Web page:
Large, heavy wall tiles are a challenge to hang, because the weight of tiles makes them prone to slip off the wall. In theory, the easiest solution is to build from the bottom, supporting the lowest tile course right on the floor and letting the upper courses rest on those. But in reality, floors often aren't level, which means that approach would make your whole tile grid off-level. The solution is to level and shim the bottom course, which takes some time and patience but makes the rest of the project go more smoothly.
- Skill level:
Things you need
- Tape measure
- Carpenter's level
- No-sag mastic adhesive
- Notched adhesive trowel
- Heavy wall tiles
- Spacers (one-quarter inch)
- Wood shims
- Tile cutter
- Grout trowel
Mark a horizontal line along the bottom of the wall, coming up from the floor by the height of your tile plus one-quarter inch. (So if the tiles are 10 inches high, the line should be 10.25 inches off the floor.) If the floor isn't level, raise the level line as needed to ensure there is no point at which it's less than the height of a tile plus one-quarter inch from the floor, even if that means some portion of the line is higher than that.
Draw a vertical line up the middle of the wall, from floor to ceiling, intersecting the horizontal line.
Spread no-sag mastic adhesive along the bottom of the wall with your notched adhesive trowel, covering everything from the floor up past the horizontal line. You will be able to see the lines through the mastic.
Set the first two tiles in place on either side of the vertical line, under the horizontal line. Put one-quarter-inch spacers between and under the tiles to separate them from the floor.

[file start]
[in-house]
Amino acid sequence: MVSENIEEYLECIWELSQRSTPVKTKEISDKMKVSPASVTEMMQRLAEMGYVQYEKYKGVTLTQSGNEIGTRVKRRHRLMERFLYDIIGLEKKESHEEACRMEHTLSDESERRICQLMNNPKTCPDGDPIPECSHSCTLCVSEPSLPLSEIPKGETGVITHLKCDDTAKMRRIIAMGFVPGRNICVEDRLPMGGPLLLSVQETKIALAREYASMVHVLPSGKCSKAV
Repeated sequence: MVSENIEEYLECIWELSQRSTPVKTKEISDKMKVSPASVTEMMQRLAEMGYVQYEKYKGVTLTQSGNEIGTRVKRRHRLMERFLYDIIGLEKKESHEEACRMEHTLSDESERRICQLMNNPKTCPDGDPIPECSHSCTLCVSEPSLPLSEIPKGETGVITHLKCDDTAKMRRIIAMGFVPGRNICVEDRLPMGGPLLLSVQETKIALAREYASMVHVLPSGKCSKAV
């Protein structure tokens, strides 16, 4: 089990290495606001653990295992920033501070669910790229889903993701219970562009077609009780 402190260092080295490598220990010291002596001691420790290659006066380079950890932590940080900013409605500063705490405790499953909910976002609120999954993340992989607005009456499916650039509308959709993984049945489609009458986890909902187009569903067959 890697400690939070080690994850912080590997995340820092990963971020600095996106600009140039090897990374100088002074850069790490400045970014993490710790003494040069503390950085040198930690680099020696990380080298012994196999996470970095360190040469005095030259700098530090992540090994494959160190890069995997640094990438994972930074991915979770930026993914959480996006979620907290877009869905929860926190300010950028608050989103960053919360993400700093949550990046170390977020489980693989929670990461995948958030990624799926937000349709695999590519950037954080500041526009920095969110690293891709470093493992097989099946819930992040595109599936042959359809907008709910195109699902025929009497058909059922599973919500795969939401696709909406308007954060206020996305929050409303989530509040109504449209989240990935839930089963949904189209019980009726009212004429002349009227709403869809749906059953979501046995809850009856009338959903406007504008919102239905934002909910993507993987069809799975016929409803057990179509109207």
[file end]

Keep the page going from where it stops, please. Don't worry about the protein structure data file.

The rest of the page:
Hang the rest of the bottom row of tiles in the same manner, working your way out toward the edges, putting spacers between and below all of them. Cut the tiles at the ends as needed on your tile cutter.
Assess the spacers under the tiles, where they meet the floor. If any spacers aren't tight between the floor and the tile (because the floor is low at that point), then wedge a shim under the spacer to get it tight.
Hang the second course from the bottom, again beginning at the middle and working toward the edges. Put spacers all around each tile, so they're separated at the sides and supported underneath by the bottom row of tiles. Cut the ends as needed. Work your way up the whole wall, course by course, spreading more mastic as needed.
Let the mastic set for 24 hours. Remove the spacers. Spread grout over the wall with a grout float, press it into the joints between the tiles. Wipe up the excess grout with a damp sponge.
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